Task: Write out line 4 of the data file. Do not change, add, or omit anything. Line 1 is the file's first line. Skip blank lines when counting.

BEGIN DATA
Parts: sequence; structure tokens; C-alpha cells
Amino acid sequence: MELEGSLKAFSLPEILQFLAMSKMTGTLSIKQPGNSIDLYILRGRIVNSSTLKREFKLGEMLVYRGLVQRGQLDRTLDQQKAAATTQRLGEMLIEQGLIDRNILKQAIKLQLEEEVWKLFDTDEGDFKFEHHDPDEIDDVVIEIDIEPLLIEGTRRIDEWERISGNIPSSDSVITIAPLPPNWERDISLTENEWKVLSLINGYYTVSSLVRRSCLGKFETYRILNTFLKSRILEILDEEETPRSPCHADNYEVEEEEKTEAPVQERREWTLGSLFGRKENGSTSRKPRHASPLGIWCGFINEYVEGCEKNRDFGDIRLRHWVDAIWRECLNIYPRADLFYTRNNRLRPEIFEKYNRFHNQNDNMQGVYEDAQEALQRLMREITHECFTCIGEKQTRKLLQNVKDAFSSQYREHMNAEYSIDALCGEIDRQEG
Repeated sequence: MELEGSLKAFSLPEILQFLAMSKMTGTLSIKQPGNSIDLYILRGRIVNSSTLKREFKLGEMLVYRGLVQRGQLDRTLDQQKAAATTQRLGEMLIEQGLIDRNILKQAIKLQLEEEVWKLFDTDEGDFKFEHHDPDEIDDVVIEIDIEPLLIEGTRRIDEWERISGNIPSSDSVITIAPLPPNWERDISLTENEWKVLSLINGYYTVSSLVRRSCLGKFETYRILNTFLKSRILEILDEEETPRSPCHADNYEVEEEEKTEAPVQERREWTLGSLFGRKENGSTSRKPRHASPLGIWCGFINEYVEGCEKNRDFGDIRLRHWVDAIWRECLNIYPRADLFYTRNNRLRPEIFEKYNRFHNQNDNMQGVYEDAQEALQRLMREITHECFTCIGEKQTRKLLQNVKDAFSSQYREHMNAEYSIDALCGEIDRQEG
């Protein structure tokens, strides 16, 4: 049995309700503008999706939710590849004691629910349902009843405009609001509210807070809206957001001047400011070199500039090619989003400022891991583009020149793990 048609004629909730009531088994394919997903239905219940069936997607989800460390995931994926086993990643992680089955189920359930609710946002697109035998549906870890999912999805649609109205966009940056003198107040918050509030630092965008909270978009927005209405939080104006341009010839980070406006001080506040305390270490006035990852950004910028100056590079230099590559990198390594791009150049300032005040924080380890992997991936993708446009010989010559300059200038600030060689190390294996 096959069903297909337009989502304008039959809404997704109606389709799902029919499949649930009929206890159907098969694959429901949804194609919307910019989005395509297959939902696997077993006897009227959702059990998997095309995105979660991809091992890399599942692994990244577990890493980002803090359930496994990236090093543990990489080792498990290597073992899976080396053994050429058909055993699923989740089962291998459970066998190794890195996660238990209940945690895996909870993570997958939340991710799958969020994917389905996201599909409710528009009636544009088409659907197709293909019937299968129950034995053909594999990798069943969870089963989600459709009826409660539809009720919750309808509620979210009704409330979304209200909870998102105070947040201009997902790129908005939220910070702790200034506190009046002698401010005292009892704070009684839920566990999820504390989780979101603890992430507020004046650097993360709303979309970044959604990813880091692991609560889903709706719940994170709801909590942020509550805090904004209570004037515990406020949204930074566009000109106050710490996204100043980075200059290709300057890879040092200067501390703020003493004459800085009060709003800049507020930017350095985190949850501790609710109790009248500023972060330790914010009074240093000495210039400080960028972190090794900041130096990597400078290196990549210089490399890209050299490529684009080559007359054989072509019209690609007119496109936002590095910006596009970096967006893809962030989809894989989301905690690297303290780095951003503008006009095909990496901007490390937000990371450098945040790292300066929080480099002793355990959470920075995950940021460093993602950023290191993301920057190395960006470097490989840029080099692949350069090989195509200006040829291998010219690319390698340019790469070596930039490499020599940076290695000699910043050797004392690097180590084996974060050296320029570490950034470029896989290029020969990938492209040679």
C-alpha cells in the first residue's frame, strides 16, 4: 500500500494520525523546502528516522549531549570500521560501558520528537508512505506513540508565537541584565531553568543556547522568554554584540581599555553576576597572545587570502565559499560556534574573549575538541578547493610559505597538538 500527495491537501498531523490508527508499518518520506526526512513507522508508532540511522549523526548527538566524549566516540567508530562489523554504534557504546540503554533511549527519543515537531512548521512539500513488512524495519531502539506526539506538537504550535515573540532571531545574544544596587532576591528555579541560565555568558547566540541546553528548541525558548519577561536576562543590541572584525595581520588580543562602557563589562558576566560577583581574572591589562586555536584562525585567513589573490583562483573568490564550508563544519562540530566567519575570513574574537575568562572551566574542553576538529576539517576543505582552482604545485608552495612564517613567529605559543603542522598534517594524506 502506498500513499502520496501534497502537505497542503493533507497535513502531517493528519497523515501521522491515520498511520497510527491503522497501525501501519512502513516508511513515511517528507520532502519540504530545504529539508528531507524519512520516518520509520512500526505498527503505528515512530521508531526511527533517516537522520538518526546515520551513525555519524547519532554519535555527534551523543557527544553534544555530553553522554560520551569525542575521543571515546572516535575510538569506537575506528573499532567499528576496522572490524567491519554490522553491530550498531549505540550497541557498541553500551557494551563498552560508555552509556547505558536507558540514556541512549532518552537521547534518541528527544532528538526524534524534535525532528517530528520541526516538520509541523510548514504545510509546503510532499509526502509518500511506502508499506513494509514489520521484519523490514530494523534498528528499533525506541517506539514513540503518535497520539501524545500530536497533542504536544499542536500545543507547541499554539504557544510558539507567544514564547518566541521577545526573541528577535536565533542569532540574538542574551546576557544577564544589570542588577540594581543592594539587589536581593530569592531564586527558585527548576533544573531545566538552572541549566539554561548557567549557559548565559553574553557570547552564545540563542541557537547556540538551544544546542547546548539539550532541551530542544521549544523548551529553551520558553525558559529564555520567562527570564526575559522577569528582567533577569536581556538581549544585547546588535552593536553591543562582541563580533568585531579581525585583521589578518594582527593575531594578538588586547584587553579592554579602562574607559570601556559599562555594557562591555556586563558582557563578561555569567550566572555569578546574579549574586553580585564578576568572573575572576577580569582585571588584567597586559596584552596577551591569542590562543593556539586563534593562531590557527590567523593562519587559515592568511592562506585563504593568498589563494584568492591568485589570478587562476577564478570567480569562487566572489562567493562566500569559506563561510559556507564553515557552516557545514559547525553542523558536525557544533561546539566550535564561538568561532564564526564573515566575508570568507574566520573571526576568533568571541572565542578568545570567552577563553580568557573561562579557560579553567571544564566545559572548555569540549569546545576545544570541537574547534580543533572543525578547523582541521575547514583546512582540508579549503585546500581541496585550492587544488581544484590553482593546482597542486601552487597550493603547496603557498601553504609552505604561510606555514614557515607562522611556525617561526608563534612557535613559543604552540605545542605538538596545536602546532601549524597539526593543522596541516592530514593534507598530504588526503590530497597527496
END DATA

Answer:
């Protein structure tokens, strides 16, 4: 049995309700503008999706939710590849004691629910349902009843405009609001509210807070809206957001001047400011070199500039090619989003400022891991583009020149793990 048609004629909730009531088994394919997903239905219940069936997607989800460390995931994926086993990643992680089955189920359930609710946002697109035998549906870890999912999805649609109205966009940056003198107040918050509030630092965008909270978009927005209405939080104006341009010839980070406006001080506040305390270490006035990852950004910028100056590079230099590559990198390594791009150049300032005040924080380890992997991936993708446009010989010559300059200038600030060689190390294996 096959069903297909337009989502304008039959809404997704109606389709799902029919499949649930009929206890159907098969694959429901949804194609919307910019989005395509297959939902696997077993006897009227959702059990998997095309995105979660991809091992890399599942692994990244577990890493980002803090359930496994990236090093543990990489080792498990290597073992899976080396053994050429058909055993699923989740089962291998459970066998190794890195996660238990209940945690895996909870993570997958939340991710799958969020994917389905996201599909409710528009009636544009088409659907197709293909019937299968129950034995053909594999990798069943969870089963989600459709009826409660539809009720919750309808509620979210009704409330979304209200909870998102105070947040201009997902790129908005939220910070702790200034506190009046002698401010005292009892704070009684839920566990999820504390989780979101603890992430507020004046650097993360709303979309970044959604990813880091692991609560889903709706719940994170709801909590942020509550805090904004209570004037515990406020949204930074566009000109106050710490996204100043980075200059290709300057890879040092200067501390703020003493004459800085009060709003800049507020930017350095985190949850501790609710109790009248500023972060330790914010009074240093000495210039400080960028972190090794900041130096990597400078290196990549210089490399890209050299490529684009080559007359054989072509019209690609007119496109936002590095910006596009970096967006893809962030989809894989989301905690690297303290780095951003503008006009095909990496901007490390937000990371450098945040790292300066929080480099002793355990959470920075995950940021460093993602950023290191993301920057190395960006470097490989840029080099692949350069090989195509200006040829291998010219690319390698340019790469070596930039490499020599940076290695000699910043050797004392690097180590084996974060050296320029570490950034470029896989290029020969990938492209040679």